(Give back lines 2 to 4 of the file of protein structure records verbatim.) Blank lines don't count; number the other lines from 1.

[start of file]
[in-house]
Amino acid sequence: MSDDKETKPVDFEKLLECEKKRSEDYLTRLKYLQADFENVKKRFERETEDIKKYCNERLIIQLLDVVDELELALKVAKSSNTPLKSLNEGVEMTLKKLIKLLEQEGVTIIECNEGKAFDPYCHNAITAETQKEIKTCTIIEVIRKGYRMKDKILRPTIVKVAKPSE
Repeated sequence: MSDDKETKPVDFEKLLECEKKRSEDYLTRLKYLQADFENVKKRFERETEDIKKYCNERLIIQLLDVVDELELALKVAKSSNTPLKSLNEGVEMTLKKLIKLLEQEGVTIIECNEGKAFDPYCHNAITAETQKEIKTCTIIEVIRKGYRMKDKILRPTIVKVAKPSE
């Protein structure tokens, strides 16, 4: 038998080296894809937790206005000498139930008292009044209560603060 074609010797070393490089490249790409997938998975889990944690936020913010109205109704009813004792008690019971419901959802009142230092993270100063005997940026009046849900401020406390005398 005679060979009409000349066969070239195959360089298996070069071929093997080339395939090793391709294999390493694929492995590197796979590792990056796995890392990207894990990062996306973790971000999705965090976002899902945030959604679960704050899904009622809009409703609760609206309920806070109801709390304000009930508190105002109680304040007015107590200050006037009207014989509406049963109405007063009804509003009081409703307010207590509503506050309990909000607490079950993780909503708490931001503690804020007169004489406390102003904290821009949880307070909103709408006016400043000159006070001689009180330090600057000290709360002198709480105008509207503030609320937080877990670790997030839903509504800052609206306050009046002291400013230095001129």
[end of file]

Amino acid sequence: MSDDKETKPVDFEKLLECEKKRSEDYLTRLKYLQADFENVKKRFERETEDIKKYCNERLIIQLLDVVDELELALKVAKSSNTPLKSLNEGVEMTLKKLIKLLEQEGVTIIECNEGKAFDPYCHNAITAETQKEIKTCTIIEVIRKGYRMKDKILRPTIVKVAKPSE
Repeated sequence: MSDDKETKPVDFEKLLECEKKRSEDYLTRLKYLQADFENVKKRFERETEDIKKYCNERLIIQLLDVVDELELALKVAKSSNTPLKSLNEGVEMTLKKLIKLLEQEGVTIIECNEGKAFDPYCHNAITAETQKEIKTCTIIEVIRKGYRMKDKILRPTIVKVAKPSE
């Protein structure tokens, strides 16, 4: 038998080296894809937790206005000498139930008292009044209560603060 074609010797070393490089490249790409997938998975889990944690936020913010109205109704009813004792008690019971419901959802009142230092993270100063005997940026009046849900401020406390005398 005679060979009409000349066969070239195959360089298996070069071929093997080339395939090793391709294999390493694929492995590197796979590792990056796995890392990207894990990062996306973790971000999705965090976002899902945030959604679960704050899904009622809009409703609760609206309920806070109801709390304000009930508190105002109680304040007015107590200050006037009207014989509406049963109405007063009804509003009081409703307010207590509503506050309990909000607490079950993780909503708490931001503690804020007169004489406390102003904290821009949880307070909103709408006016400043000159006070001689009180330090600057000290709360002198709480105008509207503030609320937080877990670790997030839903509504800052609206306050009046002291400013230095001129």